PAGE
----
An Insect’s Life: How Do We Measure Insect Welfare?
When we debate the ethics of consuming animal products, we often assume the subject of the conversation is farmed animals or wild animals being hunted for food. However, insect consumption may be on the rise, as (a subject we have covered from numerous angles). As a result, the question of insect welfare will become an increasing subject of concern. Indeed, many people already consume insect products in the form of honey and affect insects in numerous other ways. So we should already be thinking about insect welfare, and more animal advocates are taking heed.
Part of the equation for what constitutes a “good life” includes how long that life lasts. But this can be a rather tricky measurement when it comes to insect lives, which are usually measured in days and weeks rather than years. Like other animals, not all insects live similar lives. Even within a species, quality and length of life can differ. Most honey bees, for example, are workers that live anywhere between 15-38 days. A drone’s life expectancy is slightly higher, between 20-40 days, while a protected queen may live up to 2-3 years “if she is long-lived.” This article examines insect welfare and life expectancy, beginning with honey bees, and compares their relatively protected lives in the hive to other insect species such as springtails, ants, midges, and mayflies.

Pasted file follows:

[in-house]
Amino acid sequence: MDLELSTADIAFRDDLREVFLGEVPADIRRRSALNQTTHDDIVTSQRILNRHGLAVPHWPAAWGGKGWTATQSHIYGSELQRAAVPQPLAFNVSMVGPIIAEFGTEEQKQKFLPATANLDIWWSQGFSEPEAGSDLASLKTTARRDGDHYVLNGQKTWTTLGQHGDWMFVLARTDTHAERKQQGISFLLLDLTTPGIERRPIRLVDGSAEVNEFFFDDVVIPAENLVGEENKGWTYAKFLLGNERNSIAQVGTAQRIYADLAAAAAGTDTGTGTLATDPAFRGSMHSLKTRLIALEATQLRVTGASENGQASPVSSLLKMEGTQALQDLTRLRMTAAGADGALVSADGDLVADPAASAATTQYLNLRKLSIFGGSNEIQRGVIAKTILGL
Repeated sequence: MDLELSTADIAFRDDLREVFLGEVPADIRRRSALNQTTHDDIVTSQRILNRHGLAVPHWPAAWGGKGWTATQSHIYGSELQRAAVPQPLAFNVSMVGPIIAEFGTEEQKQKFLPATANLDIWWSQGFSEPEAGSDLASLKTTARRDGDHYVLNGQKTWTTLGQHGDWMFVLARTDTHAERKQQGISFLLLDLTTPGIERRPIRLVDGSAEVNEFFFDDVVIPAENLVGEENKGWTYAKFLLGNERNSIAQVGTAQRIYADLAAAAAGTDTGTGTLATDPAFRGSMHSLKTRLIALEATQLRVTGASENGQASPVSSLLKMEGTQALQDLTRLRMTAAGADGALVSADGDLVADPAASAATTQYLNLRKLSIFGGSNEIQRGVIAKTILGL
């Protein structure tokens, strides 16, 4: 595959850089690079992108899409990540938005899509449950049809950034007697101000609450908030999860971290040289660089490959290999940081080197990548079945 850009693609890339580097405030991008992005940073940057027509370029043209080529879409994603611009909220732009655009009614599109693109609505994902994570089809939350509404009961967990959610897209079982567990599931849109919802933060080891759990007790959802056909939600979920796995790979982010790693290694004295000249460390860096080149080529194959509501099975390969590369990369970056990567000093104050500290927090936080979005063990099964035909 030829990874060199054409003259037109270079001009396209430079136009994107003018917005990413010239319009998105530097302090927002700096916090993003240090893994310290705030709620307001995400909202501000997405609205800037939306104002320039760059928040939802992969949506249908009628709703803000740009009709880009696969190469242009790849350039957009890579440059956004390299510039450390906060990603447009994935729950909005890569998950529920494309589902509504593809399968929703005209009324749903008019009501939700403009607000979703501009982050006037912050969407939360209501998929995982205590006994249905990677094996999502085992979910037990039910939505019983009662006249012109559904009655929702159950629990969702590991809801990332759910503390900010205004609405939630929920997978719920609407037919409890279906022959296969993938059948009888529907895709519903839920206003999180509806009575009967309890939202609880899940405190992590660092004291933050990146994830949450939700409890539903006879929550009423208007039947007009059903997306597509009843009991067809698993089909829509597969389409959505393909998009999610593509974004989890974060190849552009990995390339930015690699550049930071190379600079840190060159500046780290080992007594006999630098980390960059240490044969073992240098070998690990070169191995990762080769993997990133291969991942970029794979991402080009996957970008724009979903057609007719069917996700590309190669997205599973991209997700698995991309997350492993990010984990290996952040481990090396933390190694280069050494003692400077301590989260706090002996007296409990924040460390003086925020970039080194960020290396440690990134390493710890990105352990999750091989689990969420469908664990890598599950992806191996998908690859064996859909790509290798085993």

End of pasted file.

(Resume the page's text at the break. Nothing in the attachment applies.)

The author differentiates between the terms life expectancy and life span, noting that, “from an ethical perspective, it is uninteresting how long an animal can live; the interesting question is how long it does live, which matters because it affects what its life contains.” This ties in directly to how the author analyzes quality of life: “I’ve avoided speculations about whether a bee might feel lonely, exhausted, or afraid. Instead, I’ve focused on … the most obvious sources of positive or negative experiences such as eating, mating, starving, being too hot or cold, and being subjected to severe bodily injury.”
While this article is brief and does not draw any particularly strong conclusions, it presents several interesting opportunities for future research and ethical exploration. If they are not doing so already, animal advocates would be well advised to take insect welfare seriously.